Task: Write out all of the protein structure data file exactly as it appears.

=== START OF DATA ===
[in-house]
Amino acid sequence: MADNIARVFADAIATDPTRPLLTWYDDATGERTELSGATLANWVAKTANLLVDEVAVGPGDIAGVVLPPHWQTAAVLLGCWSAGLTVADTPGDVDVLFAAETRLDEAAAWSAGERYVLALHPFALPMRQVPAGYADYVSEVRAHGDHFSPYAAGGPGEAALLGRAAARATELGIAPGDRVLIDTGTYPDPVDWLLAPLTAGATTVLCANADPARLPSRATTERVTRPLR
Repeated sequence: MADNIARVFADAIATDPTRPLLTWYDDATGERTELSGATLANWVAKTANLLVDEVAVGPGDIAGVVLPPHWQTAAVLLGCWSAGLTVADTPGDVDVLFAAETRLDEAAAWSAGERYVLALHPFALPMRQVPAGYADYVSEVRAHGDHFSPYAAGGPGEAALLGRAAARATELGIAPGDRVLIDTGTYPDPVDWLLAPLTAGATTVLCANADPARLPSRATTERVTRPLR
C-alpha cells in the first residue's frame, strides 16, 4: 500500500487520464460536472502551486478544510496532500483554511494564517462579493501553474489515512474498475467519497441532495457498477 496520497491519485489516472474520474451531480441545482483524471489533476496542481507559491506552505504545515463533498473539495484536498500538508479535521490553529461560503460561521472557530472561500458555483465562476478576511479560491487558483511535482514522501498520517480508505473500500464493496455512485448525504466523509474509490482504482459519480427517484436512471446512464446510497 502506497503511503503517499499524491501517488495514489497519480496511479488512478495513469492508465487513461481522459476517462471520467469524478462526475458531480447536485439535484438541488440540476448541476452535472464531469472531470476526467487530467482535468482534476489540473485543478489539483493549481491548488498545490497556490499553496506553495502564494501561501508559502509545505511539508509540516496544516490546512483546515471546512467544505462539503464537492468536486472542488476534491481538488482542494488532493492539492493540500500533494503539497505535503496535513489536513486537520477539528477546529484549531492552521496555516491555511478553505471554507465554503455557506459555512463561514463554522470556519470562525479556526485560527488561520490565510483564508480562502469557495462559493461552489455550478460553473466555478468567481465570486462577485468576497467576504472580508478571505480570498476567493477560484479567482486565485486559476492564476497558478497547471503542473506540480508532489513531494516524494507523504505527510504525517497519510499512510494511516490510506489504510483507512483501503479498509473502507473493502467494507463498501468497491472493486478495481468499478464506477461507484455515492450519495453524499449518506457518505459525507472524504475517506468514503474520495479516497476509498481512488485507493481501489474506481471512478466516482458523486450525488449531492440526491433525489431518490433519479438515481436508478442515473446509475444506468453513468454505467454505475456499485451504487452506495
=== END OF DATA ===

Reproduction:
[in-house]
Amino acid sequence: MADNIARVFADAIATDPTRPLLTWYDDATGERTELSGATLANWVAKTANLLVDEVAVGPGDIAGVVLPPHWQTAAVLLGCWSAGLTVADTPGDVDVLFAAETRLDEAAAWSAGERYVLALHPFALPMRQVPAGYADYVSEVRAHGDHFSPYAAGGPGEAALLGRAAARATELGIAPGDRVLIDTGTYPDPVDWLLAPLTAGATTVLCANADPARLPSRATTERVTRPLR
Repeated sequence: MADNIARVFADAIATDPTRPLLTWYDDATGERTELSGATLANWVAKTANLLVDEVAVGPGDIAGVVLPPHWQTAAVLLGCWSAGLTVADTPGDVDVLFAAETRLDEAAAWSAGERYVLALHPFALPMRQVPAGYADYVSEVRAHGDHFSPYAAGGPGEAALLGRAAARATELGIAPGDRVLIDTGTYPDPVDWLLAPLTAGATTVLCANADPARLPSRATTERVTRPLR
C-alpha cells in the first residue's frame, strides 16, 4: 500500500487520464460536472502551486478544510496532500483554511494564517462579493501553474489515512474498475467519497441532495457498477 496520497491519485489516472474520474451531480441545482483524471489533476496542481507559491506552505504545515463533498473539495484536498500538508479535521490553529461560503460561521472557530472561500458555483465562476478576511479560491487558483511535482514522501498520517480508505473500500464493496455512485448525504466523509474509490482504482459519480427517484436512471446512464446510497 502506497503511503503517499499524491501517488495514489497519480496511479488512478495513469492508465487513461481522459476517462471520467469524478462526475458531480447536485439535484438541488440540476448541476452535472464531469472531470476526467487530467482535468482534476489540473485543478489539483493549481491548488498545490497556490499553496506553495502564494501561501508559502509545505511539508509540516496544516490546512483546515471546512467544505462539503464537492468536486472542488476534491481538488482542494488532493492539492493540500500533494503539497505535503496535513489536513486537520477539528477546529484549531492552521496555516491555511478553505471554507465554503455557506459555512463561514463554522470556519470562525479556526485560527488561520490565510483564508480562502469557495462559493461552489455550478460553473466555478468567481465570486462577485468576497467576504472580508478571505480570498476567493477560484479567482486565485486559476492564476497558478497547471503542473506540480508532489513531494516524494507523504505527510504525517497519510499512510494511516490510506489504510483507512483501503479498509473502507473493502467494507463498501468497491472493486478495481468499478464506477461507484455515492450519495453524499449518506457518505459525507472524504475517506468514503474520495479516497476509498481512488485507493481501489474506481471512478466516482458523486450525488449531492440526491433525489431518490433519479438515481436508478442515473446509475444506468453513468454505467454505475456499485451504487452506495